The lovable one eyed sailor Popeye first appeared in a King Features comic; “Thimble Theater” in 1929, becoming the strip’s titular character throughout the 1930s. He has since been featured in animated cartoons, comic books, arcade games, a feature film and his image has been utilized for various advertising campaigns of the past for – you guessed it…. spinach and smoking products!
Interest in the iconic sailor man should see a revival soon, what with Sony Pictures developing a CG Popeye movie that will be released in 3D. Plans for the project have been in the pipeline for several years now with internal studio delays holding up development; now however, that highly sought after screenwriter T.J Fixman (Ratchet And Clank) is now aboard the Popeye vessel.
Popeye was created by cartoonist Elzie Crisler Segar and adapted for cartoon shorts in the 1930s by Max Fleischer for Paramount Pictures. The character has become a familiar icon of pop culture, his spinach guzzling, cigar smoking, sailor brawling antics consistently appealing to audiences of all ages for almost 90 years. Sony’s CG adaptation will be the first Popeye movie project since the 1980 Robert Altman feature with the superbly cast Robin Williams (Popeye) and Shelly Duvall (Olive Oyl).
Deadline have reported that Fixman will be replacing original script writers Jay Scherick and David Ronn (The Smurfs Movie) for the movie, which has also recently lost its director, Genndy Tartakovsky (The Powerpuff Girls, Dexter’s Laboratory). Tartakovsky’s vision for Popeye was for an artful representation, whimsically removed from realism – but despite test footage (released in 2014) being well received, he has now left Popeye to create his original project Can You Imagine for the studio instead. Fixman has plenty of experience writing for a young demographic and as a consultant for Hasbro. He has recently sold scripts to Universal, New Line and Disney and is currently developing a pilot with CBS.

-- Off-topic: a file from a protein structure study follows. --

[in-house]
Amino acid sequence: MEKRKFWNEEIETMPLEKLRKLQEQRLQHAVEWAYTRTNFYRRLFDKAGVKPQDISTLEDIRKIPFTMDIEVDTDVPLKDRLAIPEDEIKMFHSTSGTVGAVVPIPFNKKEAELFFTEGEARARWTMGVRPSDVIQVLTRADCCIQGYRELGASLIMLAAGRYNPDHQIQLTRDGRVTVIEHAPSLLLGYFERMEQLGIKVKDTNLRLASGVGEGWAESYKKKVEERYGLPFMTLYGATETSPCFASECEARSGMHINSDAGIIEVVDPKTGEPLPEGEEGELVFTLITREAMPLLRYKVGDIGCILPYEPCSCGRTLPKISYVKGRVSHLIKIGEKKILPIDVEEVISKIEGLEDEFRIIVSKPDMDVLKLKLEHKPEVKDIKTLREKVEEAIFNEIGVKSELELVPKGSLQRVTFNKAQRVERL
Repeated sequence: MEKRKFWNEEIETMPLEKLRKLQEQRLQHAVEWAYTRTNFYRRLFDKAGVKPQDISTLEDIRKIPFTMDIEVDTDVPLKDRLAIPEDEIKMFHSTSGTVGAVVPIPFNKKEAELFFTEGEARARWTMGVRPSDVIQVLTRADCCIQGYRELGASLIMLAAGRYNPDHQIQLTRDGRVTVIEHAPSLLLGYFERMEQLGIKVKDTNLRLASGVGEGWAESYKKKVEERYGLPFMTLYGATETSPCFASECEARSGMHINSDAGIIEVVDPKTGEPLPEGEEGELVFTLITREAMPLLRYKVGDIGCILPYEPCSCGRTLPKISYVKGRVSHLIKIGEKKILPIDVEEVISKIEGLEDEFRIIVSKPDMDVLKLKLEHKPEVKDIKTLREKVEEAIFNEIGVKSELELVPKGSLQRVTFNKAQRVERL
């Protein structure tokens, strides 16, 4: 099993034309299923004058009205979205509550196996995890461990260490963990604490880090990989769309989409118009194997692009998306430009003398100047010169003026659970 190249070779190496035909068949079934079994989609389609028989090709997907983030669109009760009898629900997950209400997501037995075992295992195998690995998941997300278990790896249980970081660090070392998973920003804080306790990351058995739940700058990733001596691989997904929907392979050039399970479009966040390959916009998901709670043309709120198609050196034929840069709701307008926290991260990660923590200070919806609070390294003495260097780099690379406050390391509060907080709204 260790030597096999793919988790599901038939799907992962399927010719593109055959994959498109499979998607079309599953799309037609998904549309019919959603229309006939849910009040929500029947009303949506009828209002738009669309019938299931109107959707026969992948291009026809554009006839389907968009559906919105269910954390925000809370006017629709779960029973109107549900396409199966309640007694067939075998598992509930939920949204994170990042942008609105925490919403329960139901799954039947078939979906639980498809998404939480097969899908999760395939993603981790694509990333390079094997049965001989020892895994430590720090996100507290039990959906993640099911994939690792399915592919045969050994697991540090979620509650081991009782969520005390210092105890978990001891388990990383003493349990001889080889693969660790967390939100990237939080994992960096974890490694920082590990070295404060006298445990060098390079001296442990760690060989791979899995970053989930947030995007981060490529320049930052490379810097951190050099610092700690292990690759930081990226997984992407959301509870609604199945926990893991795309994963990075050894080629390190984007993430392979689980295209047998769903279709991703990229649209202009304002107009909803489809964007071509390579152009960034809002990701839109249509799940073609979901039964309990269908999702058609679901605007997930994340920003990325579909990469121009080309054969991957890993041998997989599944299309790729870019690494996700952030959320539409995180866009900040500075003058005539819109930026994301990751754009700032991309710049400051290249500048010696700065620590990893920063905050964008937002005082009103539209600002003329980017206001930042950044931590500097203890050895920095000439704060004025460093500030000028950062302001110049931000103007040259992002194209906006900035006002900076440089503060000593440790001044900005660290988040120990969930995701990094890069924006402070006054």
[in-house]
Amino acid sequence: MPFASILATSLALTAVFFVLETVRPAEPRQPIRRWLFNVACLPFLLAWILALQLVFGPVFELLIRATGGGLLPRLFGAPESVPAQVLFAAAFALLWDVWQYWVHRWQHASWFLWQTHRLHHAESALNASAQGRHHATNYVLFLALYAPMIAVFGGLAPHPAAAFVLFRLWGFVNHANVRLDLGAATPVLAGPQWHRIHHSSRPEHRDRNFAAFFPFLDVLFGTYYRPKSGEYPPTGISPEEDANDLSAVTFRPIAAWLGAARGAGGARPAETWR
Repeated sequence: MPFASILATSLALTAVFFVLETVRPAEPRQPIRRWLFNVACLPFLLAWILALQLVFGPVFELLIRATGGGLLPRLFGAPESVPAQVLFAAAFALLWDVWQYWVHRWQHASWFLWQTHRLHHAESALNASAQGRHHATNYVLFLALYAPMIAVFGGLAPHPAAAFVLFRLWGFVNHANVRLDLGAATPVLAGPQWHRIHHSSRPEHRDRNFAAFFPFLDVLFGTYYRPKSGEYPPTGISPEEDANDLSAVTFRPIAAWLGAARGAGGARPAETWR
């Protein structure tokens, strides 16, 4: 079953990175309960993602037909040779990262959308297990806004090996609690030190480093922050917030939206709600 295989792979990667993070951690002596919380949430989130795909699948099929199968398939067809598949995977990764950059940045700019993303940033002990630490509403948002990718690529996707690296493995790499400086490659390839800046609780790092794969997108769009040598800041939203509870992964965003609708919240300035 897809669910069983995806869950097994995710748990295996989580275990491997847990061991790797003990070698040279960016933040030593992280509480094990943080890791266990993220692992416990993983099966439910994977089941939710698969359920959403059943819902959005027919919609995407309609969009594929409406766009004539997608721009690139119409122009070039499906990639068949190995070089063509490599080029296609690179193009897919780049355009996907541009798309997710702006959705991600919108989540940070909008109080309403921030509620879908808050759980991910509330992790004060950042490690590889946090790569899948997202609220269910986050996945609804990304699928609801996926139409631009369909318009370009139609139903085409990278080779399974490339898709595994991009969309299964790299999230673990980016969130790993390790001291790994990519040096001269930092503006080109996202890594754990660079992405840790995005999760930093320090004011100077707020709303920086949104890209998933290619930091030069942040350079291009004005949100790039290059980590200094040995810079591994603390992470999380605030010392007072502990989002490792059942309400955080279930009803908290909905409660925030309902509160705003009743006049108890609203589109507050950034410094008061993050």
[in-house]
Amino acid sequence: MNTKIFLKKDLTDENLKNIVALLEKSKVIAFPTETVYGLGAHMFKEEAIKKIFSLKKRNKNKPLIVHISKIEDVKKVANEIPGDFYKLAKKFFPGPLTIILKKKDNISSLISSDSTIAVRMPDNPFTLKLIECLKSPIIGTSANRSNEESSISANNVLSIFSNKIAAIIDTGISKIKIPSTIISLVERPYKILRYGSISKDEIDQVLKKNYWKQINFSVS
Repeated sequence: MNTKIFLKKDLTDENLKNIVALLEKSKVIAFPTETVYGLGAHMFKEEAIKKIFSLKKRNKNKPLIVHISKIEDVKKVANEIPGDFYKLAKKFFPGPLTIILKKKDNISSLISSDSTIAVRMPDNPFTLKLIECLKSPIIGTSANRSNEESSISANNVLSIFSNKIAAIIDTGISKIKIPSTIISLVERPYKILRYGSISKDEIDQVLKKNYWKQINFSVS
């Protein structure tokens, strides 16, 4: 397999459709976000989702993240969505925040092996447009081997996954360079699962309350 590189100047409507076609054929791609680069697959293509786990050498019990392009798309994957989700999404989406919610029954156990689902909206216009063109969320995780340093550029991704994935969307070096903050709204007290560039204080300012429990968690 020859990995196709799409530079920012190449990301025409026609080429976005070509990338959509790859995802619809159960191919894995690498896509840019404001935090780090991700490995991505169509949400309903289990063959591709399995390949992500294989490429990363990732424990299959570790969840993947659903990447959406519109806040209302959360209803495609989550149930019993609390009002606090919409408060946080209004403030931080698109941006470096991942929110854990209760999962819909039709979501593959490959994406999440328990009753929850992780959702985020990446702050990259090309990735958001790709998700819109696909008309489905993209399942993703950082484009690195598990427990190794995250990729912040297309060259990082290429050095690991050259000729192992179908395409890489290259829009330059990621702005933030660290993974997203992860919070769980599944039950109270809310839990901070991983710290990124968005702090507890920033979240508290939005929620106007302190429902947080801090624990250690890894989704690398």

Despite all of these changes and delays, Popeye has the potential to be a delightful family friendly feature that will introduce this unique character to a fresh young audience and appeal nostalgically to existing fans. The fear is that the brawling, smoking, less savory elements of the character (who was inspired by a real life 1920s drunken sailor) will inevitably be watered down to fit contemporary cultural standards for young audiences – though Fixman may have the necessary experience to adapt a fun filled plot to please both young and old viewers.
Providing Popeye does not face any more setbacks, the movie is expected to reach theaters in the next couple of years. In the meantime, we can look forward to casting news about who Sony will court to voice the iconic characters of Popeye, Olive and Bluto.
We will keep you up to date with further production news for Popeye as it develops.
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